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MOVIES: Living - Review



Living is something that I went in with low expectations – I missed it entirely at the London Film Festival and only caught up with it on its main theatrical release. A remake of Ikiru? Who needs that? Happy to report that everyone absolutely does need a remake of Ikiru when it’s as good as this, the rare exception to the rule of Kurosawa remakes – joining the likes of The Magnificent Seven in its superb execution.

Thanks to a deft hand by director Olivier Hermanus and a powerful script by Never Let Me Go author Kazuo Ishiguro, Living is given the smooth transition that it needs to benefit from such a jarring location switch, transporting the story to post war England in the 50s, and focusing around a county hall staffer who finds out that he is going to die. Rather than stick to his job he decides to skive off and quit – and what follows, is a journey into the unknown for someone who is only now starting to live.

Reflecting on what it means to be alive there are few more human stories than Living this year – understated, punctuated and devastatingly so by a stellar Bill Nighy performance – it really shines in capturing that humanity that so little films have, basking in the natural warm and good heartedness of it all. It lets people make assumptions and lets them make the wrong ones – the unlikely friendship between Nighy’s character and Aimee Lou Wood’s is played entirely believably, but to those looking in from the outside there are moments of awkwardness that create gossip - leading to the awkward dining table scene of the year; it's so classicly a British set-up and exchange. It’s not until the revelation comes that the meaning of this friendship hits so hard, and there’s a powerful scene that happens towards the final act that’s so much more because of that.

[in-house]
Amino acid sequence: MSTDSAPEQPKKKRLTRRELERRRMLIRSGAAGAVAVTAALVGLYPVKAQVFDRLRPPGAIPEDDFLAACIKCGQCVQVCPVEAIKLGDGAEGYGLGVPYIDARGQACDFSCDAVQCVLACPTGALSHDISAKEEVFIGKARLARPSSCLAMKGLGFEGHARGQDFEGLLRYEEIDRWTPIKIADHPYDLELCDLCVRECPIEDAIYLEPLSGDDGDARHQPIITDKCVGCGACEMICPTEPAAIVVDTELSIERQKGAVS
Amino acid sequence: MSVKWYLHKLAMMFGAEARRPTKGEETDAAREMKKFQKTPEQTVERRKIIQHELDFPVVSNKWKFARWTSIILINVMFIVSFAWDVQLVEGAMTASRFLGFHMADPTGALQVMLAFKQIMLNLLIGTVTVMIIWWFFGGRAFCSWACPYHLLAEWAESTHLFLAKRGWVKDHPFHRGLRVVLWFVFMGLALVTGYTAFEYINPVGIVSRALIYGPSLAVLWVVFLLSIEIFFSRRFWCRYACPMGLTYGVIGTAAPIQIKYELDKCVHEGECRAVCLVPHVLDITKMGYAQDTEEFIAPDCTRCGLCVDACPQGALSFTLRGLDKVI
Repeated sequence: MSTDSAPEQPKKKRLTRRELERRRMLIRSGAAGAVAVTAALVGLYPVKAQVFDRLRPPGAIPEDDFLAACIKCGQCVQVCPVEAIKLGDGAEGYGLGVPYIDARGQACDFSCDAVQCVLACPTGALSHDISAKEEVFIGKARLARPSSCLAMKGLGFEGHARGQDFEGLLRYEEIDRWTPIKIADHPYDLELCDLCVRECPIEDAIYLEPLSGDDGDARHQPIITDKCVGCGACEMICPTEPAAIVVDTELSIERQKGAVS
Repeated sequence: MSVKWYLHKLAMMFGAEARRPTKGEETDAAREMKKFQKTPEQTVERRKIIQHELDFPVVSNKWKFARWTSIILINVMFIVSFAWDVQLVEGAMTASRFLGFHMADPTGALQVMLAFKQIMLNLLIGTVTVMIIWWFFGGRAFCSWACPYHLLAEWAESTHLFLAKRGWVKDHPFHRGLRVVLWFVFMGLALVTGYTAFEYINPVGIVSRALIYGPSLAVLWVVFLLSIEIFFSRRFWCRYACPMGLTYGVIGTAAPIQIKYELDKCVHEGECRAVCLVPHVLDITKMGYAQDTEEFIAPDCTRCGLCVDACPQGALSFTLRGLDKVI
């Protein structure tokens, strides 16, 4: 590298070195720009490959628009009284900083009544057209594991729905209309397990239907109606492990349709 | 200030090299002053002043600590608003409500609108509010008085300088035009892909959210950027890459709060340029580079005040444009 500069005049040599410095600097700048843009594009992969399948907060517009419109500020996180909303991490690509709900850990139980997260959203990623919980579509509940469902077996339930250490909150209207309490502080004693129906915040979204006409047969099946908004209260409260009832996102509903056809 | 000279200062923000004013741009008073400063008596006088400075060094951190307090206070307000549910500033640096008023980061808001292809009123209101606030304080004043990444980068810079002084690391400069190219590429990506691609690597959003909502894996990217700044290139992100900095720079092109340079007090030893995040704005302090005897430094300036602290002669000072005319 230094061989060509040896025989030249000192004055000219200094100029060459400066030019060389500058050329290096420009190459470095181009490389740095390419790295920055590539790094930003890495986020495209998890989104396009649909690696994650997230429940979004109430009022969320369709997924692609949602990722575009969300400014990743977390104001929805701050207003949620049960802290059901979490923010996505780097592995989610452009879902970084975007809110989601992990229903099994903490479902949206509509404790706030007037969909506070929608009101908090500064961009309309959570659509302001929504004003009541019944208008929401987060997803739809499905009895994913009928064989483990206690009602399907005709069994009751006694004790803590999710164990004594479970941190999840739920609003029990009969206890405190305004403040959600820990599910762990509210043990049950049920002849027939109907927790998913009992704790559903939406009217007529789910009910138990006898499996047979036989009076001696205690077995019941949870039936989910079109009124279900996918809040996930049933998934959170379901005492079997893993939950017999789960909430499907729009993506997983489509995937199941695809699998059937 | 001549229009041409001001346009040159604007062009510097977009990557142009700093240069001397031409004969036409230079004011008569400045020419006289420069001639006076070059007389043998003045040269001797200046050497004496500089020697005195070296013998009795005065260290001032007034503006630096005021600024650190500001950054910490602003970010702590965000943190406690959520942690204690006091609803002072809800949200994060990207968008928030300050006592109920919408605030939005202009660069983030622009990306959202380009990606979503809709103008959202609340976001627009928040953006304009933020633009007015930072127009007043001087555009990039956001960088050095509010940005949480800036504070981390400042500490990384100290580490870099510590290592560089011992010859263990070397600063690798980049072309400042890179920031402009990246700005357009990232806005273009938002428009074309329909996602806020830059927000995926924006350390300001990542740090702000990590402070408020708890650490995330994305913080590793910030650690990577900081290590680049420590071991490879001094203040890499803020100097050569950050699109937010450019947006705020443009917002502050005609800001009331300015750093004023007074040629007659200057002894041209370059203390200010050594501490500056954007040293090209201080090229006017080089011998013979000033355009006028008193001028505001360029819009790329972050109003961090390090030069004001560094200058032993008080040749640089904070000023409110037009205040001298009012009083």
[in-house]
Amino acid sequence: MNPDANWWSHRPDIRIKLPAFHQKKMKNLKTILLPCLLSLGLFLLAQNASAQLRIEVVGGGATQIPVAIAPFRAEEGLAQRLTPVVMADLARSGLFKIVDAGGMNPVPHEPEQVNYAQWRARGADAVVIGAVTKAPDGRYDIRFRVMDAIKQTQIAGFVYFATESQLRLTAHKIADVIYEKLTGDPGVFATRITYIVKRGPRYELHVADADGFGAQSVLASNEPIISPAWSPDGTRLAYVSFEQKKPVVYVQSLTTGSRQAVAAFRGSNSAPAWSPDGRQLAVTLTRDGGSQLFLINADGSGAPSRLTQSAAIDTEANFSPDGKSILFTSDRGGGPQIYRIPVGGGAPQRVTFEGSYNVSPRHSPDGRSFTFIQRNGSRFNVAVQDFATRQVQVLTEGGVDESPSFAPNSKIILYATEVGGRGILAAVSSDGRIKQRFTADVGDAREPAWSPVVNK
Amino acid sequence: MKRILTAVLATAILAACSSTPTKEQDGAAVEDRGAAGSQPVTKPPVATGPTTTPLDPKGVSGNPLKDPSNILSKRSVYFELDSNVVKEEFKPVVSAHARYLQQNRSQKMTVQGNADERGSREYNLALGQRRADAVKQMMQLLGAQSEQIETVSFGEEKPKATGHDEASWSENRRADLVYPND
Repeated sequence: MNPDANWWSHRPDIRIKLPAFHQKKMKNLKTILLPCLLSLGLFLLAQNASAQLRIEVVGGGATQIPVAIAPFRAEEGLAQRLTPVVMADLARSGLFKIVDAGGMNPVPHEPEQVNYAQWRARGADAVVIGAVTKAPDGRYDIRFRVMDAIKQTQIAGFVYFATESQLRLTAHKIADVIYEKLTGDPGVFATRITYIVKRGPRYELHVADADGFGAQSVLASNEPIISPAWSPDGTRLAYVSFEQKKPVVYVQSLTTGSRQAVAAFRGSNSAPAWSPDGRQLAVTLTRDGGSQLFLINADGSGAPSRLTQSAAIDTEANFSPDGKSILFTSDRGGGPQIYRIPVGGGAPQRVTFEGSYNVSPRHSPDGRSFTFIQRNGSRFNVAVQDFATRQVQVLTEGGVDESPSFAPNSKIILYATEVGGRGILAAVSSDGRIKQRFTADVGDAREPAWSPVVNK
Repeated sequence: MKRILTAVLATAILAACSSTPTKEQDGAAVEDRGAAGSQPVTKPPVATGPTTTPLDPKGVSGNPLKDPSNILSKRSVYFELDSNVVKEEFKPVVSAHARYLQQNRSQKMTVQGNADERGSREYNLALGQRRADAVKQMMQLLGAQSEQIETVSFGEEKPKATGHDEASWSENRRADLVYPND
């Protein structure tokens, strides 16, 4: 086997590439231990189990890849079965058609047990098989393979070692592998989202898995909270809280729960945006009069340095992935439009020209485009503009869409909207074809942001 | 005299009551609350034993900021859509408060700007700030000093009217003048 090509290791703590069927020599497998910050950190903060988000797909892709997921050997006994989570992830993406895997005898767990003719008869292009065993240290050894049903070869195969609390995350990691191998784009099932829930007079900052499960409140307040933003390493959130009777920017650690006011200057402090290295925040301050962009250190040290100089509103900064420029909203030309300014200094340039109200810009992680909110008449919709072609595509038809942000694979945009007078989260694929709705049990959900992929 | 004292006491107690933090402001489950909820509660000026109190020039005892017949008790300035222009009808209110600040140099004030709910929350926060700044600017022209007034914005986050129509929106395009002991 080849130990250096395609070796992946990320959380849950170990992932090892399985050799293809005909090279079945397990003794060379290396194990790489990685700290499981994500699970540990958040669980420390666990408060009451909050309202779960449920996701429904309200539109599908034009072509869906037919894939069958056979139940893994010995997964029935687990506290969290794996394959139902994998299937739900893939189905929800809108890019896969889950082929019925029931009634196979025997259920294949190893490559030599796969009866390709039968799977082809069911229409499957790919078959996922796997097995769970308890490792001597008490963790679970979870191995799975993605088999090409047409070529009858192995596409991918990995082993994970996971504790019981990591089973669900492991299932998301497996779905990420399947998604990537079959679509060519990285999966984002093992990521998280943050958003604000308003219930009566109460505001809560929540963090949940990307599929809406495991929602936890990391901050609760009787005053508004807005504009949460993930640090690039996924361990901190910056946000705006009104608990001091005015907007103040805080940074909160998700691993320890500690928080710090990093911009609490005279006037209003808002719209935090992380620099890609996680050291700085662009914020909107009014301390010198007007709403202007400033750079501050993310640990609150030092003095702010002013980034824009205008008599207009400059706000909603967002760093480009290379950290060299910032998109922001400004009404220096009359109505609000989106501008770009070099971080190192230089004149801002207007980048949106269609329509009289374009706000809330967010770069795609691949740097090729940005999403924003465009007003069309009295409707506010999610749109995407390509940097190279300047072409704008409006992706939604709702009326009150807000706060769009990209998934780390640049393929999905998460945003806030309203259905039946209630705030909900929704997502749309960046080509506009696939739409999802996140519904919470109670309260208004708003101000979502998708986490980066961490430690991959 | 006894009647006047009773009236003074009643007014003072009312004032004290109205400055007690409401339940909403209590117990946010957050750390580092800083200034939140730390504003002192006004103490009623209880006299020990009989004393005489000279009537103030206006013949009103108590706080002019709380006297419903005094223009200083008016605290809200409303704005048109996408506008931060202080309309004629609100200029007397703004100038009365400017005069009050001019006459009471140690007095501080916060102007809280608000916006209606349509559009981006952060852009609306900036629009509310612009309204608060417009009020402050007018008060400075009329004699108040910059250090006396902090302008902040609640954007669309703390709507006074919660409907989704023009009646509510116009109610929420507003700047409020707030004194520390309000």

The character arc that Nighy’s character, who aspires to be a gentleman from a young age and cultivates a reputation - the kind of reputation where if you don't turn up to work on time you'll get checked to see where you are within two seconds – undergoes – is something that is profoundly professional in its attire – there’s an air of rich, British-upper lip formality to Living that kind of shines on the back of its attitudes of the era – that said, one of the main weaknesses the film has is that it is still perhaps a bit too close a time period to the original Ikiru to feel truly daring – given how much culture has changed; can you imagine what a 2022 Ikiru would look like? Truly bold and different with whole new commentaries to explored – but as a time-capsule into the past, Living manages to eschew what will no doubt be nostalgic memories of old London for those old enough to have lived them.

The chemistry between Wood and Nighy is on point and Nighy’s performance will move you to tears – it’s a very moving film, that much is certain – and Nighy gives absolutely everything his all. It’s devastatingly brutal in how he’s perceived by his colleagues – but the bond that forms between them over the course of the film is stunning. As someone who works in local government at a very low level I will add onto that point that maybe; government infrastructure hasn’t changed that much at all in how disorganised it all is? By-laws are still worded from the 90s. The constant back-and-forth of sending three women on a goose chase around county hall reminded me of when I went to my own county hall for training and they didn’t even give their own staff access to the building.

But regardless - through these gestures, the film helps usher in here’s a sense of community here – London feels smaller than ever – chance encounters in the heart of the capital are where the script is almost at its most forced, but Living’s good nature just about means it gets away with it all – well meaning, precise and excellent from start to finish. An unsung, unexpected sensation - a complete success.

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